Supervisor Mitchell continues to pay the taxing cost in seeking social rehabilitation with unwavering perseverance. (File Photo)

The Reverend Dr. Martin Luther King Jr. referred to Reverend James Lawson Jr. as “the leading theorist and strategist of nonviolence in the world.” In fact, for more than a half-century, Reverend Lawson has been a global leader of the nonviolence movement. In 1974, Reverend Lawson brought his activism to Los Angeles helping to revitalize the labor movement. His dedication to advancing workers’ rights and teaching students nonviolent tactics are a few of the many reasons why the UCLA Institute for Research on Labor and Employment has been renamed after him.  

Despite some of the strongest workers’ rights laws in the nation, every week in Los Angeles County, $30 million in earned wages is stolen from our workers. Lawson’s teachings and practices remind us that on-going outreach, awareness, and enforcement is necessary to ensure all residents are paid fairly for their hard work.  

To help address the critical need to stop wage loss that impacts hard working Angelenos and their families every day, this year I had the honor of proclaiming – with the enthusiastic support of the entire Board of Supervisors – Friday, September 22nd as Reverend James Lawson Jr. Day in Los Angeles County. This proclamation helps ensure that Reverend Lawson’s 95th birthday and legacy will continue to serve as an inspiration and call-to-action for each of us do to our part in helping to fortify the rights and protections of workers.  

In Los Angeles County we are honoring Rev. Lawson by raising awareness of The Los Angeles County Department of Consumer and Business Affairs (DCBA) Know Your Rights campaign, an initiative to educate all Angelenos about the county’s services available to protect and advocate for workers.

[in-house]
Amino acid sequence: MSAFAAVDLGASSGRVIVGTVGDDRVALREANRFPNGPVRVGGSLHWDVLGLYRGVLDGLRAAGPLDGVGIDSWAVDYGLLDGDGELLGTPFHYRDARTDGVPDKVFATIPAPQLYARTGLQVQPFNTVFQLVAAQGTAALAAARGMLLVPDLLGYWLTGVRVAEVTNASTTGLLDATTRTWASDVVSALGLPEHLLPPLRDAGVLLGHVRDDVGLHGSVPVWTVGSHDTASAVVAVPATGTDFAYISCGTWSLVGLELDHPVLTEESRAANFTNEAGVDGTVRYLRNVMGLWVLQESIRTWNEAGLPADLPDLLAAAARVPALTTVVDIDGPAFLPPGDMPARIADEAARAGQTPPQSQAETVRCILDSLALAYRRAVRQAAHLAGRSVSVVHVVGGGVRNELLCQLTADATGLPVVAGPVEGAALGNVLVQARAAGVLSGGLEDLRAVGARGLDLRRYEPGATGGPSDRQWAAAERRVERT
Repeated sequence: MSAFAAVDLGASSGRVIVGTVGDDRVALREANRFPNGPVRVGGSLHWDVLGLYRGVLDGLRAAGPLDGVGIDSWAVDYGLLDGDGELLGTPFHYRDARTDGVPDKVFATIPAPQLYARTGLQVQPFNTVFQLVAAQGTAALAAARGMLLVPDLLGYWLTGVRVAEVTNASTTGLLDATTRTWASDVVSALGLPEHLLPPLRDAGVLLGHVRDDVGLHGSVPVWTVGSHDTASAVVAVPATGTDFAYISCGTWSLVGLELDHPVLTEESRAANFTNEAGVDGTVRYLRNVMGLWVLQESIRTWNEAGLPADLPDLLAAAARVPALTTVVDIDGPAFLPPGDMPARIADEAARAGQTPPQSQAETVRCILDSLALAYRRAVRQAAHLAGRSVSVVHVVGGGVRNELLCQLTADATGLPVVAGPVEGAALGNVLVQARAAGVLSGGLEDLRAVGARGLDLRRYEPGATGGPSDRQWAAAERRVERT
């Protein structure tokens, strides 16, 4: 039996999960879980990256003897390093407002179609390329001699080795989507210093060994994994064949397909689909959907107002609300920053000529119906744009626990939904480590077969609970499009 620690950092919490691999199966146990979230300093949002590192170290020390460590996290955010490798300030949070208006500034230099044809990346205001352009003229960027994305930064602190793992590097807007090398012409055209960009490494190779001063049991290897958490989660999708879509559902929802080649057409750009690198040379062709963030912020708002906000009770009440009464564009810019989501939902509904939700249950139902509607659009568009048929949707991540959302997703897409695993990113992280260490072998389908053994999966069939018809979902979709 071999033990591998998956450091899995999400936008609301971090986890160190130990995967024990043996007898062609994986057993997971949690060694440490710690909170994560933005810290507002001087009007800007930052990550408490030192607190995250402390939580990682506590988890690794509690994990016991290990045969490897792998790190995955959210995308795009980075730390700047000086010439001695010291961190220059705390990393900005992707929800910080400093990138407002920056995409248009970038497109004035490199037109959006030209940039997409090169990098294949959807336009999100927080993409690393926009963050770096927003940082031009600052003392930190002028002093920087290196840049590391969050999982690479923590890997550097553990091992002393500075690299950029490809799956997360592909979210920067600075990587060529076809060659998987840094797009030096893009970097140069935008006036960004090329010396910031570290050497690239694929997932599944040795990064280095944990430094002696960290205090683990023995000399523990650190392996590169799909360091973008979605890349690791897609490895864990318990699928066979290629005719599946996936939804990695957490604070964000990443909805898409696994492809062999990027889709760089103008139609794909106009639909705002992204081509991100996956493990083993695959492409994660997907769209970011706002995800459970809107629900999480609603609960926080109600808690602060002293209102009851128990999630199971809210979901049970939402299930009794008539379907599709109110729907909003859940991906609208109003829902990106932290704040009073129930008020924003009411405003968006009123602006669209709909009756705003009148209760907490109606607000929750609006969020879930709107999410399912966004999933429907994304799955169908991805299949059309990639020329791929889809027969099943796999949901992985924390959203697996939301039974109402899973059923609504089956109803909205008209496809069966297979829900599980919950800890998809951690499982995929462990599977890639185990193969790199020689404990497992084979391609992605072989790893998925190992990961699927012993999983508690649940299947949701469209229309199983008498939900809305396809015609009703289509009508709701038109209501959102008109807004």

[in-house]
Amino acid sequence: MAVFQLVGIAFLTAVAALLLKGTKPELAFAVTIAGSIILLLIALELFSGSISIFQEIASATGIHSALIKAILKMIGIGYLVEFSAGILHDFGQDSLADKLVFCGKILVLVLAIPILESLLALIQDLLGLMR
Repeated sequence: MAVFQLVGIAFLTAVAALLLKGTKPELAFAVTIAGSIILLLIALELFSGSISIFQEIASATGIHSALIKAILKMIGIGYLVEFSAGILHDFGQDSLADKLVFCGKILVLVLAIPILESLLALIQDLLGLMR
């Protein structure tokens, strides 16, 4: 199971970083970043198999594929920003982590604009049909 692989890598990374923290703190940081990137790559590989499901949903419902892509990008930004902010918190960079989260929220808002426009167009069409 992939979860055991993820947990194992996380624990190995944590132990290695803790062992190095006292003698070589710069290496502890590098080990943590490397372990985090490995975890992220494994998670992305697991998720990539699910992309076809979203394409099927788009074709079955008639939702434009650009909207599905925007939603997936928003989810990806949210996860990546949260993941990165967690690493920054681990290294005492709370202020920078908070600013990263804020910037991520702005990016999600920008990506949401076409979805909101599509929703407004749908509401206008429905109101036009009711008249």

Employees who work in the unincorporated areas of LA County are entitled to a minimum wage of $16.90 per hour. If, for some reason, a worker is not being paid adequately, there are resources available to challenge that. DCBA can consult with workers on how to file a wage complaint, so employers are held accountable for underpaying their employees. There are resources for workers and businesses to ensure that both sides are equipped to support one another.   

DCBA also requires that employers in Los Angeles post a notice on human trafficking, which provides information for how to get help. This has been a requirement since 2021, accompanied by a training that businesses must provide to new and existing workers, to teach the signs of human trafficking and how to report any suspicions to appropriate law enforcement agencies.  

All workers should feel safe, comfortable, and protected in their workplace. If, for any reason, someone feels like they’re being treated unfairly and are not receiving the required support, DCBA can help. There are resources available for how to deal with many of these known issues and to protect against retaliation. 

These protections embody the work that Reverend James Lawson did for workers in Los Angeles. Regardless of someone’s identity or profession, workers throughout Los Angeles County are guaranteed these rights.  

Workers’ rights have grown immensely from 1963 to 2023, thanks to titans like Reverend Lawson. It is our responsibility to uphold the hard-earned progress he and countless others have helped make possible and to continue to advocate for equal rights.  

Join us in ensuring that the impact of Reverend James Lawson Jr. Day lives on past September 22 by helping to share information about LA County’s Know Your Rights campaign with your loved ones and colleagues. You can learn more at     

At 95 years old, Reverend Lawson’s life continues to be a master class on how to stand up for what is right no matter who you are. Thankfully, Rev. Lawson is still teaching and shows no signs of slowing down–so we can’t either.